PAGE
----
Skip to Content


News from the Rutgers Social Work Policy Network
February 16, 2021

We are grateful to embrace Black History Month and the fact that Black Lives Matter. Every Month, Day & Hour of the Year.

The Social Work Policy Network sends weekly resources regarding national & local legislature, events, as well as media. Today, we focus on teachers, vaccines, immigration policy & more...

Chat Box - COVID-19’s impact on female employment, NJ Spotlight: "The U.S. Labor Department reported that the U.S. lost 140,000 jobs in December 2020 — all of which were once held by women, while men gained 15,000 jobs in the same period. Sue Altman, NJ Working Families state director; Anna Maria Tejada of Saul Ewing Arnstein & Lehr, and Bill Rodgers, chief economist at the Heldrich Center for Workforce Development at Rutgers University, say that COVID-19’s impact on the hospitality, retail and other industries has resulted in many women being out of work." An important summary of state and federal policies relevant to the she-cession our nation is experiencing.

This N.J. city needs to hire more Black teachers to reflect the population, study says, "The 'whitening' of Camden teachers is a result of the rapid growth of charter and renaissance schools -- which are publicly owned but privately managed -- which employ a higher percentage of white teachers...". This has been the result of state policy. Read more on how and why.

New Jersey Immigrants Deserve Coronavirus Aid, 100 Teachers Say, Patch: "They pay taxes. They build communities. And they've been risking their lives on the frontline of the coronavirus pandemic as essential workers. But somehow, an estimated 500,000 immigrants in New Jersey have been 'left behind in virtually every form of COVID-19 aid' from the state and federal government...[Last] Tuesday, more than 100 teachers sent an open letter to state legislative leaders and Gov. Murphy, demanding immediate economic relief for undocumented immigrants struggling financially in the pandemic."

Legislative sources expect Murphy to sign marijuana bills despite lasting concerns, NJ Globe: "Proposed amendments would remove fines for minors, criminalize youth searches... The latest cleanup bill, introduced in the Senate Thursday and due for a committee vote [today], does away with stationhouse adjustments and curbside warnings, intervention methods for underage marijuana users that brought objections from members of the Legislative Black and Latino Caucuses, in favor written warnings for marijuana users under the age of 18 that eventually graduate to community service or a fine of up to $50."

No timetable on Edna Mahan prison probe, Murphy says, NJ Globe: 
"Gov. Phil Murphy said [last week] that he doesn’t have a timetable on the completion of an independent investigation of allegations that women inmates were beaten and sexually assaulted at the Edna Mahan Correctional Facility."

House Dems push DHS to stop working with local police on immigration, Politico: "The push comes as the U.S. Immigration and Customs Enforcement, under recently-confirmed Homeland Security Secretary Alejandro Mayorkas, is set to release new guidelines on how the agency will handle enforcement after four years of the Trump administration’s aggressive immigration agenda."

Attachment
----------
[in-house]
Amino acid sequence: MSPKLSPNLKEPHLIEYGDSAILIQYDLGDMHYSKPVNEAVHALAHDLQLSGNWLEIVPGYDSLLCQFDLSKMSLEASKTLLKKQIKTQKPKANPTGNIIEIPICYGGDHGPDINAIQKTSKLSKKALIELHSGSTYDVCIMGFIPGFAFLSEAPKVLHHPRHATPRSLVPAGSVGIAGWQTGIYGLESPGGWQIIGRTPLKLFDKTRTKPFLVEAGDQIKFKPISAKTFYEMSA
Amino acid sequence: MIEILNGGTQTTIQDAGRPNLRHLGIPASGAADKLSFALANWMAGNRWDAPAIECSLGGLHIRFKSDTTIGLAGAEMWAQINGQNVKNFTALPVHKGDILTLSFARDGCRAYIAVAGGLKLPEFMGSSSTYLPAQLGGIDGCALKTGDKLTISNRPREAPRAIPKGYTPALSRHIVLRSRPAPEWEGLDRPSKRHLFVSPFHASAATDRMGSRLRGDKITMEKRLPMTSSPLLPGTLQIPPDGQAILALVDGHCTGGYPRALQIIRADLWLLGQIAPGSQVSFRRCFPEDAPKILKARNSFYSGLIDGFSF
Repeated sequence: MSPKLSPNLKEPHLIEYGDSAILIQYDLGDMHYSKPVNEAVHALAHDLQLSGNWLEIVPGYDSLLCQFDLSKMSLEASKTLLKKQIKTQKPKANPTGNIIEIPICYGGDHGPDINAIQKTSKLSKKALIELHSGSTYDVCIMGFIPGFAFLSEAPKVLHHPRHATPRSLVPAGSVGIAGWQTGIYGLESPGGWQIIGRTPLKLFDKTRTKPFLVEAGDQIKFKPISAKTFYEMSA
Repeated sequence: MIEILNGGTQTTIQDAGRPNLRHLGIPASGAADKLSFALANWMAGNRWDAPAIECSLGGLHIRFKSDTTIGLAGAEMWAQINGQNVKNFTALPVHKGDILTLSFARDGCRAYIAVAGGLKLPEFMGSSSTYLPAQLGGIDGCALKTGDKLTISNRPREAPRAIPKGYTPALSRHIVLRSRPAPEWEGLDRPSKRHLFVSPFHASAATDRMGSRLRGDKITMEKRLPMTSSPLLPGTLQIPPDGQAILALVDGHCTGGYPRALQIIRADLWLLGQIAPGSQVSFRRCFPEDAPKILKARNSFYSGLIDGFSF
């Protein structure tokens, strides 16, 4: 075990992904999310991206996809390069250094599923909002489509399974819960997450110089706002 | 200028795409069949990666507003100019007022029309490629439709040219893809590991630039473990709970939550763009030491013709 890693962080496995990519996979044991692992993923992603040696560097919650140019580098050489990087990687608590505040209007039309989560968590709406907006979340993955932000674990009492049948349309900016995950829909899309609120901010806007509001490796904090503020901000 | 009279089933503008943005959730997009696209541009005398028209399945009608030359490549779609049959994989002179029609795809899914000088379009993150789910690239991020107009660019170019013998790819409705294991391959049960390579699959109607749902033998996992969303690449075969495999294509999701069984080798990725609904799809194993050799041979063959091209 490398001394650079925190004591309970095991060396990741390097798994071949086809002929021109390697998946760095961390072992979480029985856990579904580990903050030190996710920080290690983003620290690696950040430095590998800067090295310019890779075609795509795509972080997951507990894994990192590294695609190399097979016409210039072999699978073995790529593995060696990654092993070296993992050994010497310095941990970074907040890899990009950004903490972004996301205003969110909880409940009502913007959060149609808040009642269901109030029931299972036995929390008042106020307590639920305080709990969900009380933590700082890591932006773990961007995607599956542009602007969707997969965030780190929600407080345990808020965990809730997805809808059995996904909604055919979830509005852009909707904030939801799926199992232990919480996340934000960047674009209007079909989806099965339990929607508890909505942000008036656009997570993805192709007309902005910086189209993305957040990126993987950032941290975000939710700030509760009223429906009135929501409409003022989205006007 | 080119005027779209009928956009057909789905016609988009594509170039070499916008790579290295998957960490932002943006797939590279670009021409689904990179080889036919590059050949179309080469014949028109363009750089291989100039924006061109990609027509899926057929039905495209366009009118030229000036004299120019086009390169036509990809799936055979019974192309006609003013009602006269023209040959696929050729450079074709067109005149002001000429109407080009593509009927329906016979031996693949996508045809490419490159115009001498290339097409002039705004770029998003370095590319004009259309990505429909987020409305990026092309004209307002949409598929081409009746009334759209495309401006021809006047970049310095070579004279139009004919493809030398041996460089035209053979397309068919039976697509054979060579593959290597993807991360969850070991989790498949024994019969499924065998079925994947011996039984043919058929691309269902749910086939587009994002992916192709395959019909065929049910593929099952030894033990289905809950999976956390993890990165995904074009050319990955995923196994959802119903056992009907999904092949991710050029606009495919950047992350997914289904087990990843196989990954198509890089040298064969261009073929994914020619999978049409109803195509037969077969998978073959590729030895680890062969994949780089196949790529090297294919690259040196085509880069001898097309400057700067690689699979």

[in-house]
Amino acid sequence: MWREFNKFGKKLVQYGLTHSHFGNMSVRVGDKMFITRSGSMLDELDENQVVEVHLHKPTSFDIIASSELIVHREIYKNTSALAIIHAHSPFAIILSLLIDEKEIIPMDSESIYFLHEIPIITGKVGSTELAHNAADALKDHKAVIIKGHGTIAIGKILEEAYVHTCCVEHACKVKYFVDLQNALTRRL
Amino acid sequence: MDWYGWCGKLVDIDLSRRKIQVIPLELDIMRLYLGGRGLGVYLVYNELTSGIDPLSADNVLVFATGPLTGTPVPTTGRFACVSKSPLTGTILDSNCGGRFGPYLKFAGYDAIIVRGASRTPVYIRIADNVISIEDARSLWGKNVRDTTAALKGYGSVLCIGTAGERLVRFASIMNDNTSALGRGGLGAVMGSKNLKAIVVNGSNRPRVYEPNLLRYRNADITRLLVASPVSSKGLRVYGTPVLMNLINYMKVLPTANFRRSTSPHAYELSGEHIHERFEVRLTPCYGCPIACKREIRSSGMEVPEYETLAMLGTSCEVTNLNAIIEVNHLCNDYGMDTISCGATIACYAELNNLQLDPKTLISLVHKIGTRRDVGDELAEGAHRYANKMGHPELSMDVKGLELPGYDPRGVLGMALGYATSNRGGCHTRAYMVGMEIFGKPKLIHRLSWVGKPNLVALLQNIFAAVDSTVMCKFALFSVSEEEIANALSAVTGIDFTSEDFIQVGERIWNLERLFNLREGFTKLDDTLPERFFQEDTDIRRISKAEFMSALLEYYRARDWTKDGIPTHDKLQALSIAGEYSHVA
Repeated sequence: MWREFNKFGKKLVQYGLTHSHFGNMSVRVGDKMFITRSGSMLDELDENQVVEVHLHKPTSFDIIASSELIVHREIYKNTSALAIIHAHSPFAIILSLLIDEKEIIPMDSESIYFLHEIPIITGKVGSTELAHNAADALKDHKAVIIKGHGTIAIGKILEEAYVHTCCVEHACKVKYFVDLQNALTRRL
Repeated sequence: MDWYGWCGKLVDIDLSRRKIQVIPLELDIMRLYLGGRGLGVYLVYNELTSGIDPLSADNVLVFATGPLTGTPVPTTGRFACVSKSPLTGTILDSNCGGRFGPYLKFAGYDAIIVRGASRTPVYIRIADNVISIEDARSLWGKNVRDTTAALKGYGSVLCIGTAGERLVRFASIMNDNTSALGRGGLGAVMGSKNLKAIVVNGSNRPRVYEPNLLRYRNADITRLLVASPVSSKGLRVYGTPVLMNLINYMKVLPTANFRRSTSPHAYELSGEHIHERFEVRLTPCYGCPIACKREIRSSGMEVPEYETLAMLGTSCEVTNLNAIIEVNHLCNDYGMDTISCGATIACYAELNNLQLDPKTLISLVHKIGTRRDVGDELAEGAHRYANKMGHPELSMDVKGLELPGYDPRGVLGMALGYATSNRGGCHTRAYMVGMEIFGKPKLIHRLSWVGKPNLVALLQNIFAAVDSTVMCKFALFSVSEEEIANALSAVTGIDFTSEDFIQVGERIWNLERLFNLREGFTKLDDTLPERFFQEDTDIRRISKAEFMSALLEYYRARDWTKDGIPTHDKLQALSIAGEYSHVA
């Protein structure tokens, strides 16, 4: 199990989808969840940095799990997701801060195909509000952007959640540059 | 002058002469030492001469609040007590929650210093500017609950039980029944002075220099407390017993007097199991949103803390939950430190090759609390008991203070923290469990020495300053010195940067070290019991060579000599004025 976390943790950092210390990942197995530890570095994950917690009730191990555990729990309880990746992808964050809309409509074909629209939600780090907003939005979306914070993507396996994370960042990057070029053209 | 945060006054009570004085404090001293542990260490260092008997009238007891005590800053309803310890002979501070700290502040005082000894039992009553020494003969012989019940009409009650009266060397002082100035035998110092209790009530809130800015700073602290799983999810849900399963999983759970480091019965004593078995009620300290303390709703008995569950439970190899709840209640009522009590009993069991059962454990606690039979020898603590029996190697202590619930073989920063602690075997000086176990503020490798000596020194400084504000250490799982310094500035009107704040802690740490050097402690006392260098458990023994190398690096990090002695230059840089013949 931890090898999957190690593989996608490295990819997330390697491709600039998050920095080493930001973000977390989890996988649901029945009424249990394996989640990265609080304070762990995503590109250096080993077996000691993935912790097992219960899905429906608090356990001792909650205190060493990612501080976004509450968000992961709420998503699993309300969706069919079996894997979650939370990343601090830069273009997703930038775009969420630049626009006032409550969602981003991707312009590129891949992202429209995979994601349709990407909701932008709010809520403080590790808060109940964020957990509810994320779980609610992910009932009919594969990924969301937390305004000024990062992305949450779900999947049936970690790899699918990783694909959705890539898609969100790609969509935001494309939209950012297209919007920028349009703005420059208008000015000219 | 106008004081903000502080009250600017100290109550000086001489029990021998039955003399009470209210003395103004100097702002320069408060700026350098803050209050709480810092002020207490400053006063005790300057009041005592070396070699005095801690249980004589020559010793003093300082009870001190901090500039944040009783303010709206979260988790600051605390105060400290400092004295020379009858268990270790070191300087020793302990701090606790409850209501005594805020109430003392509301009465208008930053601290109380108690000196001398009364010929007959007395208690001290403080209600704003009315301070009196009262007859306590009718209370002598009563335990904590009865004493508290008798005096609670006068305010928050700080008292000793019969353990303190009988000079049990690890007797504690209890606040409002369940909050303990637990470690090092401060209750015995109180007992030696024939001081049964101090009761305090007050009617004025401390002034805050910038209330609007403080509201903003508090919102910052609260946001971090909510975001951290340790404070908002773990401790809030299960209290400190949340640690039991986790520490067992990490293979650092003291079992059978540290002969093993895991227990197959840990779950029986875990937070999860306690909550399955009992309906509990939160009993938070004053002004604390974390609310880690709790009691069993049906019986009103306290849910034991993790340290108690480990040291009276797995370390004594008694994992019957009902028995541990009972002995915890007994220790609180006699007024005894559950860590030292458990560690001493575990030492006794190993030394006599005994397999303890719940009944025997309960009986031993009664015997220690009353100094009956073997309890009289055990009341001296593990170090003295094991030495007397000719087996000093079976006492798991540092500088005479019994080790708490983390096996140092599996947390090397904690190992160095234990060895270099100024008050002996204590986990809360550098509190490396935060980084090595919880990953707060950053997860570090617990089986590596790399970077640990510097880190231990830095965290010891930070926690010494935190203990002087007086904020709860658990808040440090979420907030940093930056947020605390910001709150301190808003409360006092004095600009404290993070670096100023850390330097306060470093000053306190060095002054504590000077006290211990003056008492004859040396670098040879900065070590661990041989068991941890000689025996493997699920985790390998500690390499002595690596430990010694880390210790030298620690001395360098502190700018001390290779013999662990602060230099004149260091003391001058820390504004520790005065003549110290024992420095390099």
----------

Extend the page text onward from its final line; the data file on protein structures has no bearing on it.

For the first time, the US will enforce housing discrimination protections for LGBTQ people, Vox: "Under this new doctrine, LGBTQ Americans will now be able to file complaints with [the Department of Housing and Urban Development (HUD)] if they feel they have been discriminated against. Additionally, HUD will have the obligation to ensure that none of its programs or grantees are using its funds in a way that discriminates on the basis of sexual orientation or gender identity."

Justice Department tells Supreme Court it thinks Obamacare is constitutional, reversing Trump-era position, CNBC: "The Department of Justice notified the Supreme Court on Wednesday that it no longer considers Obamacare to be unconstitutional, the latest reversal from the department since President Joe Biden was inaugurated in January."

Biden moving to withdraw Trump-approved Medicaid work rules, Politico
"Health officials are also preparing to withdraw the Trump administration’s 2018 letter that first announced the work requirements policy, and rescind a separate letter from earlier this year aimed at making it more difficult for the incoming Biden administration to quickly overturn the policy."

Why minimum wages are a critical tool for achieving racial justice in the U.S. labor market, WCEG: "What is clear is that the wage gap between Black and White workers persists across the wage distribution and is larger at the top of end of the wage distribution, where Black workers are excluded from high-wage jobs.

Read more on why raising the minimum wage promotes social & racial justice.

N.J. hits 1 million COVID vaccine doses administered in first 2 months, "Of the 1,037,657 shots, 813,216 have been first doses and 224,237 have received both shots and are fully vaccinated."

Child care workers are getting left behind in the vaccine rollout, Vox:  "Around the country, child care providers...have been working in-person throughout the pandemic, caring for kids even when schools are closed. But in many cases, the vaccine rollout is leaving them behind. Even in states where child care workers have been prioritized alongside teachers...a chaotic process has meant many have yet to receive the shot."

States Can Learn From Great Recession, Adopt Forward-Looking, Antiracist Policies, CBPP: "Because states’ regular unemployment insurance systems are so weak, the federal government had to take bold action to protect jobless workers during the current crisis...This emergency support has limited hardship among people laid off during the pandemic and boosted the economy by allowing them to sustain at least part of their consumption...But those measures are scheduled to expire in March, leaving many without any benefits and others with the far more limited state benefits, if policymakers do not extend these benefits."

CDC Offers Clearest Guidance Yet For Reopening Schools,  NPR: "Rather than a political push to reopen schools, the update is a measured, data-driven effort to expand on old recommendations and advise school leaders on how to 'layer' the most effective safety precautions: masking, physical distancing, hand-washing and respiratory etiquette, ventilation and building cleaning, and contact tracing."

Biden’s follow-the-science mantra on school meets political reality, Politico: "Nearly a month into Biden’s presidency, the push to reopen schools is laying bare the thorny balancing act between science and politics."